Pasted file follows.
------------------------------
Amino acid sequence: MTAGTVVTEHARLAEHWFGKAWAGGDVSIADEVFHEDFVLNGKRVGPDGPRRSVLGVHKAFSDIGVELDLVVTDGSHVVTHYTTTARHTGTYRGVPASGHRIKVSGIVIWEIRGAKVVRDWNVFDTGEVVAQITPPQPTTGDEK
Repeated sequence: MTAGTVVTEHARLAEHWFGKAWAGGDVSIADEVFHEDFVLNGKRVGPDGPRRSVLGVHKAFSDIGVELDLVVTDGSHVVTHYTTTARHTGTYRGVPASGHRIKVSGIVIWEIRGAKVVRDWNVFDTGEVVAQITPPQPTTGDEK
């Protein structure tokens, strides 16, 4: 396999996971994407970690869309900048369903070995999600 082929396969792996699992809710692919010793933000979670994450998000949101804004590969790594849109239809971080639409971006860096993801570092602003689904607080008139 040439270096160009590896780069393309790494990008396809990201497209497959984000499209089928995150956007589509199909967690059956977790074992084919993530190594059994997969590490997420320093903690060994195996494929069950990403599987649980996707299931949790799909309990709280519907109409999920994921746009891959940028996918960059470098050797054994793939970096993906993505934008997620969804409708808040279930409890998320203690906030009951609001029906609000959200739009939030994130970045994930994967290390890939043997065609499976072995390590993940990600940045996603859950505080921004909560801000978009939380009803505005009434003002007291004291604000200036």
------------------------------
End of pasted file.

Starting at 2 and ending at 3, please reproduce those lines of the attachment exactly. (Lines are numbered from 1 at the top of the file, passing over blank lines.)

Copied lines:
Repeated sequence: MTAGTVVTEHARLAEHWFGKAWAGGDVSIADEVFHEDFVLNGKRVGPDGPRRSVLGVHKAFSDIGVELDLVVTDGSHVVTHYTTTARHTGTYRGVPASGHRIKVSGIVIWEIRGAKVVRDWNVFDTGEVVAQITPPQPTTGDEK
């Protein structure tokens, strides 16, 4: 396999996971994407970690869309900048369903070995999600 082929396969792996699992809710692919010793933000979670994450998000949101804004590969790594849109239809971080639409971006860096993801570092602003689904607080008139 040439270096160009590896780069393309790494990008396809990201497209497959984000499209089928995150956007589509199909967690059956977790074992084919993530190594059994997969590490997420320093903690060994195996494929069950990403599987649980996707299931949790799909309990709280519907109409999920994921746009891959940028996918960059470098050797054994793939970096993906993505934008997620969804409708808040279930409890998320203690906030009951609001029906609000959200739009939030994130970045994930994967290390890939043997065609499976072995390590993940990600940045996603859950505080921004909560801000978009939380009803505005009434003002007291004291604000200036």